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by Rep. Eric Cantor, July 1, 2010
Since the passage of the health care law, a number of questions have arisen. Although I did not support it, the law is truly transformational. For that reason, it is important that the information available tells a complete picture of what it will mean for you, your family and our country. Three important facts:
Costs Go Up, Not Down
Under the new law, costs will approach $1 trillion over the next 10 years. Since the president signed the law, the nonpartisan Congressional Budget Office (CBO) has reported that it will cost an extra $115 billion to implement—money not in its original estimate. A former CBO director warns that the new law will likely “raise, not lower, federal deficits, by $554 billion in the first 10 years.” After it was passed, we further learned from the administration’s own actuaries that it will increase, not decrease, overall health care spending. Finally, by cutting some costs, the law does extend the solvency of Medicare. However, the savings from these cuts are not put back into the Medicare program, and instead the money is used for new programs not related to seniors.
Medicare Services Are Not “Guaranteed”
The May AARP Bulletin reported that the bill includes “$390 billion in savings from Medicare over 10 years, with basic benefits protected.” The government’s official actuaries report that it cuts $575 billion from Medicare. More troublesome, they report that as a result, “[providers] might end their participation in the program (possibly jeopardizing access to care for beneficiaries).” The actuaries predict that cuts to this program will force out of Medicare Advantage half of the seniors currently enjoying it. Congress can pass laws that contain feel-good phrases like “guaranteed benefits,” but if doctors and other providers no longer participate in the program, the words are meaningless.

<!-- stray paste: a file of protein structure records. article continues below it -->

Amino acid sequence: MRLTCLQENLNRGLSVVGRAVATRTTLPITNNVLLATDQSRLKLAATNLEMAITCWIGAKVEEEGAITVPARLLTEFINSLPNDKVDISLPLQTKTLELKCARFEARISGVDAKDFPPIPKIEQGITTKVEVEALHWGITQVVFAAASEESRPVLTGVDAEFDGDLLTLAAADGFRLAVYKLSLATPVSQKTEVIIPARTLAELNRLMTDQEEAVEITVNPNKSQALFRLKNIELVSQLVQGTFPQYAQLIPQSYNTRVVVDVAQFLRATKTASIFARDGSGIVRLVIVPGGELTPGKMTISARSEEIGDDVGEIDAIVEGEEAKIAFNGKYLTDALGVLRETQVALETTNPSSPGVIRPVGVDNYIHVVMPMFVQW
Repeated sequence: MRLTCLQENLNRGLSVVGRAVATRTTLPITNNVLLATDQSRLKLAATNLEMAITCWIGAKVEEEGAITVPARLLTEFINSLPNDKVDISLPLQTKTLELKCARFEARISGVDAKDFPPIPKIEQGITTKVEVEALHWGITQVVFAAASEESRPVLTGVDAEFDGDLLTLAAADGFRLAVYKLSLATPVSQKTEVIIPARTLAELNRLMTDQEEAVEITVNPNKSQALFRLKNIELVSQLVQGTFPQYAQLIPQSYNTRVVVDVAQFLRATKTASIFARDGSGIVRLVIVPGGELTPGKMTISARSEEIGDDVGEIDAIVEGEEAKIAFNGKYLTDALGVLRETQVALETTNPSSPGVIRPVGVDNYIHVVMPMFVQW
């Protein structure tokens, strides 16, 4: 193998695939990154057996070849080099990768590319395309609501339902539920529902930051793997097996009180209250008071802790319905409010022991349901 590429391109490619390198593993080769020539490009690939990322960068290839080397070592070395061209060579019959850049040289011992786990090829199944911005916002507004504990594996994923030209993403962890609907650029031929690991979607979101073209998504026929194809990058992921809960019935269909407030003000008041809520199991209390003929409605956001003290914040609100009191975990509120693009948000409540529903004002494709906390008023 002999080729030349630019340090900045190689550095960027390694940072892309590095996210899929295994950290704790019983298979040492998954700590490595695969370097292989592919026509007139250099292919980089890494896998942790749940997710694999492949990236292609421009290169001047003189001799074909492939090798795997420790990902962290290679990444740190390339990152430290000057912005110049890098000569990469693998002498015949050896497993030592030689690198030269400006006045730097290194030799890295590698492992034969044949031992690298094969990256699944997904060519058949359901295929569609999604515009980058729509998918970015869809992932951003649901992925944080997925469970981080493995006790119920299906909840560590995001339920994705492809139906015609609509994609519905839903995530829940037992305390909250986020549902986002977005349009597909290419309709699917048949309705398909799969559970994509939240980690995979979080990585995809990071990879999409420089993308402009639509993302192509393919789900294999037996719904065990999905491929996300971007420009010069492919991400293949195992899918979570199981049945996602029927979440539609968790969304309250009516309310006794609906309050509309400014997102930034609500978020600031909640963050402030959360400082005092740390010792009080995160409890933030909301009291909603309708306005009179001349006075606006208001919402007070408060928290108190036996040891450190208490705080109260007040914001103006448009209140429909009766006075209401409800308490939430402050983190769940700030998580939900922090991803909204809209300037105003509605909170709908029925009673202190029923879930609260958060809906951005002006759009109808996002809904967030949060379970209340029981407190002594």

You May Lose Access to Your Doctor of Choice
Don’t just take my word for it: I encourage you to ask your doctors whether Medicare reimbursements are fair. Ask them about the government establishing payment policies that restrict how they can treat you and what medicines they can prescribe. Even the American Medical Association acknowledges that without significant changes to Medicare payments, many doctors will no longer participate in the program. Notably, the changes advocated by doctors’ groups were not included in the new health law.
The problem with 2,000-page bills that completely overhaul our health care system is the many unintended consequences. Many of them will negatively impact seniors, small-business people, doctors and other medical professionals and the economic future of our country. Considering the impact that this law will have on seniors, it’s important for you and your family to have access to accurate information.
Eric Cantor, R-Va., is the Republican whip of the U.S. House of Representatives.
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